Dirt Cheap Central Presents:

How Come Some Products Are So Cheap?
A Summary of a Few Common Reasons

Dirt Cheap Central Presents:

How Come Some
Products Are So Cheap?
A Summary of a Few
Common Reasons

You probably noticed that some products are surprisingly cheap, while supposedly similar ones can be shockingly expensive.
But why? What are the reasons for some products to sell for much less than their market average?

Price is almost always one of the most important considerations we make before a purchase and brands are constantly faced with the dilemma, how much they should charge for their merchandise and what pricing strategies to use.

Ever encountered a low-cost product and wondered why it is priced so inexpensively?
Here are a few possible explanations.

1. Quality Issues

Poor quality products

Many people believe that there is a strong correlation between overly-low prices and low quality – and in many cases it’s true.

As the old saying goes, ‘If it sounds too good to be true, it probably is’ and when it comes to unreasonably cheap goods, you can often expect to get what you pay for and end up with a piece of junk.

Needless to say, a poor-quality product may cost you more money in the long run.
What may seem like a great deal and a promising opportunity at first glance, may later turn out to be a lot more expensive than you bargained for.

Is this always the case? Of course not, so simply do your homework before buying.

2. Competition

Business competition

The more competition there is in the market, the lower the prices.
It’s one of the most basic concepts of economics that every brand is fully aware of.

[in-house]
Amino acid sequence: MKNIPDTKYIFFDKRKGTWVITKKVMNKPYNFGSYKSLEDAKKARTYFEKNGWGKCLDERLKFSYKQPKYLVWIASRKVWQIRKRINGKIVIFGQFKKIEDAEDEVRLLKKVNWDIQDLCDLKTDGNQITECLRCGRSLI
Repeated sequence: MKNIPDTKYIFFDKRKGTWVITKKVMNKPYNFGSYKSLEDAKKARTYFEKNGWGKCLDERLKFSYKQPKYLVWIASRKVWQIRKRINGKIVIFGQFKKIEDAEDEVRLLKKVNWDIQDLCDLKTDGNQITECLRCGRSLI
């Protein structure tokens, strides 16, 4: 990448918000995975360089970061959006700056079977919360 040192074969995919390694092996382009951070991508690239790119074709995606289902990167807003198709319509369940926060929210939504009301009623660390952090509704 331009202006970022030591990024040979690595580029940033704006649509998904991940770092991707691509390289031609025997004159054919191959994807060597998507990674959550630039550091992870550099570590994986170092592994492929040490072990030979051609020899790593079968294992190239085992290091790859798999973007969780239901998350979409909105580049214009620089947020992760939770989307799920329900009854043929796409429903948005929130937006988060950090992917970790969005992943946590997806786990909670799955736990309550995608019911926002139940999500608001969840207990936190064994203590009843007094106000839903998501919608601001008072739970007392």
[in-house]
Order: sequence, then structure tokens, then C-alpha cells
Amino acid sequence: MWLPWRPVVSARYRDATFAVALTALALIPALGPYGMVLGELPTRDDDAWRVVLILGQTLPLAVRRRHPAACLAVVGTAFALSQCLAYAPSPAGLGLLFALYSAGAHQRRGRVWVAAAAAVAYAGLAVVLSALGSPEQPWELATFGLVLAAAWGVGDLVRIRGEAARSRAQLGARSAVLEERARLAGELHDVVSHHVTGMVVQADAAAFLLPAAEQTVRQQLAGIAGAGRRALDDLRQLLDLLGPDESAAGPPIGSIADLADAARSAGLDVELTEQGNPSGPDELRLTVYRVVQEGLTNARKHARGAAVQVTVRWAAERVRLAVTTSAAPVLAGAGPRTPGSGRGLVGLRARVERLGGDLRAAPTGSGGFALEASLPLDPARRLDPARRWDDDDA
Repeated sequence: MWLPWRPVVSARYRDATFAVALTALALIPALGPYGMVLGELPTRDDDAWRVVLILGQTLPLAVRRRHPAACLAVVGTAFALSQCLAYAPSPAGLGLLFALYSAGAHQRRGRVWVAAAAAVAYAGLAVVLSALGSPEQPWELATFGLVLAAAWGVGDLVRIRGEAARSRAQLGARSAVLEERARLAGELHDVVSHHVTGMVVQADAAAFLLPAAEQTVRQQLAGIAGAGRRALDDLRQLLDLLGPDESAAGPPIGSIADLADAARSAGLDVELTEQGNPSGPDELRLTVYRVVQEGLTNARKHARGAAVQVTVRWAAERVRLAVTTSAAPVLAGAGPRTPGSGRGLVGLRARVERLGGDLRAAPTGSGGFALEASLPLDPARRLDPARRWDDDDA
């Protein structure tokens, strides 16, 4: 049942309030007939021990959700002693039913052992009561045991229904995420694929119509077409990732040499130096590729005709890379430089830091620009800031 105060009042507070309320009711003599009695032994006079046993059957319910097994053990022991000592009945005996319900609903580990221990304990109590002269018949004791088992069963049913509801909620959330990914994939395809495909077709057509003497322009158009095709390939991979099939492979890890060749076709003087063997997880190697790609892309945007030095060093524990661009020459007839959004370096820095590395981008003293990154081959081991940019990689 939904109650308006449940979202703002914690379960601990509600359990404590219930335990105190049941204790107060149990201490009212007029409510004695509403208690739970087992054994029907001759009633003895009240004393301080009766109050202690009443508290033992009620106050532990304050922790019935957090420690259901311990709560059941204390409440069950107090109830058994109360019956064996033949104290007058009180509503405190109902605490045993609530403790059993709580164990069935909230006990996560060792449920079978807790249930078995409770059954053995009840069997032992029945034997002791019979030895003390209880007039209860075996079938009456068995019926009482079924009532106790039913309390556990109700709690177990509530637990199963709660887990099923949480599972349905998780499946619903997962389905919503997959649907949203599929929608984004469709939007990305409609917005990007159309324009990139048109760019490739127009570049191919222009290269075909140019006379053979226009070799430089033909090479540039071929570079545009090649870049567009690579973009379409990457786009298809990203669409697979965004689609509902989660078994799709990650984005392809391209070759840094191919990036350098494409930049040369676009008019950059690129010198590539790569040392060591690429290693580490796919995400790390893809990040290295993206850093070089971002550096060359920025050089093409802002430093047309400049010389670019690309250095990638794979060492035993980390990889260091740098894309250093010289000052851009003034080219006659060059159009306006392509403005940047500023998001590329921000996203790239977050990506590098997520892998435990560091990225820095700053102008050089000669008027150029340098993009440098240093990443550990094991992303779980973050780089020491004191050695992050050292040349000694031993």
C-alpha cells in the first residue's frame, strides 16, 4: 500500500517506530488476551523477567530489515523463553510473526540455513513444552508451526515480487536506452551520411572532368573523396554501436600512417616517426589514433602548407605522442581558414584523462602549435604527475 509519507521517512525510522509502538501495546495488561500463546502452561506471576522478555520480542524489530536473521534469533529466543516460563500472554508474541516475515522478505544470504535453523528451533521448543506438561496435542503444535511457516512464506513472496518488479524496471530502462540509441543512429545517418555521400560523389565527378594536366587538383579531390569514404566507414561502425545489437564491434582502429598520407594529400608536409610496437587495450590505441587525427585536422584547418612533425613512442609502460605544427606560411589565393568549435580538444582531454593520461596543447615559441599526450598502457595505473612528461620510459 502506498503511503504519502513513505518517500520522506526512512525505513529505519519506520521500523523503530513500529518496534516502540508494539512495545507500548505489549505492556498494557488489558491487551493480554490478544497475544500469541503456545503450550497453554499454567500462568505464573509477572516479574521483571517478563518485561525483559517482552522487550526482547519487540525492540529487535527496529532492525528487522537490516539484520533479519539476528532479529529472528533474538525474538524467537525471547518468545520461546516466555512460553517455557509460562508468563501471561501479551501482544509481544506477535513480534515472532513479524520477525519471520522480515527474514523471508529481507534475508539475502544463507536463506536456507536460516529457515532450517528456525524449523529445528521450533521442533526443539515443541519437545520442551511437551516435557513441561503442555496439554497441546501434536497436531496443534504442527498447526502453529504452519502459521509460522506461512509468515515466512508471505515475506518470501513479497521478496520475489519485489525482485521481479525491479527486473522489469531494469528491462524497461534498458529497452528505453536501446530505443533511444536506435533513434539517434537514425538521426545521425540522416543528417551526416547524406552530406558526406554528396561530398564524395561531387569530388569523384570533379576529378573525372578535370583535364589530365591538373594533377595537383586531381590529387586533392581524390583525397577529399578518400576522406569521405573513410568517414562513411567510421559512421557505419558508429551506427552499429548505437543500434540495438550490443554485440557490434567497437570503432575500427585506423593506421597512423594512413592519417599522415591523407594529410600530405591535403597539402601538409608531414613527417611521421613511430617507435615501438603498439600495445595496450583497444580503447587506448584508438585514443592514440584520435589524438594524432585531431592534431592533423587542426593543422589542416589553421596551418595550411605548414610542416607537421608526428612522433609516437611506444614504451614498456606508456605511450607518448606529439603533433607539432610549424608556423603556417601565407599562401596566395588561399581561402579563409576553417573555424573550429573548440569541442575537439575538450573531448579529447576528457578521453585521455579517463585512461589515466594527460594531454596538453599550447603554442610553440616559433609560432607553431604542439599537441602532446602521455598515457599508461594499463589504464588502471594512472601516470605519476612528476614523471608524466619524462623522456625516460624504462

As any business owner knows, setting prices too high or too low can seriously affect sales.
However, when a product is not particularly unique, similar in nature to other competing options or does not have any key advantage, it will usually compete on price.

In highly-competitive markets pricing wars are a common occurrence.
When diehard competitors fight each other for customers or market share, the inevitable result of this battle is lower prices and much better deals for the consumer.

3. Business Strategy

Pricing strategy

Different companies use different business models and pricing strategies in order to meet their specific market’s challenges, stay relevant, increase revenue and gain long-term financial success.

In some cases, a ridiculously low price for a product is the result of an aggressive pricing policy that benefits consumers and help them pay less.

For instance, new manufacturers that compete with established brands often use low penetration pricing in order to achieve a large user base quickly, as they launch their product and introduce it to the market.

Businesses that use the ‘everyday low-pricing’ strategy, focus solely on offering the lowest prices in order to attract the masses, win their loyalty and increase the volume of sales.

Many big merchants use the loss leader pricing concept, through which they price certain key or popular products below cost – at a loss to the retailer, in order to stimulate sales of other, profitable goods.

4. Getting Out of Business

Business closure

There are circumstances in life, where one person’s unfortunate problem can be another person’s incredible opportunity.
We live in a crowded and often chaotic marketplace, in which some businesses do well and some don’t.

When a poorly-performing business is closing its doors for good, going-out-of-business liquidation sales are used to sell the entire inventory before shutting down.
It’s a practical way for retailers to recoup at least part of their losses and for shoppers, it can be a great source for getting heavily discounted bargains.

5. Cheap Labor

Low-cost country sourcing

China, India, Indonesia, Bangladesh and other countries are famous for having lower labor and production costs.

Lower wages give manufacturers a greater ability to offer their products at much cheaper prices, compared to their rivals in western countries and regions, like the U.S., Japan, Australia, the E.U., etc.

6. Special Sales and Promotions

Big sales

Many companies use sales, promotions and special discount offers to increase customer demand for their products and services quickly.
In many cases, a great sale can give consumers a time-limited opportunity to buy high quality merchandise at a significantly reduced price.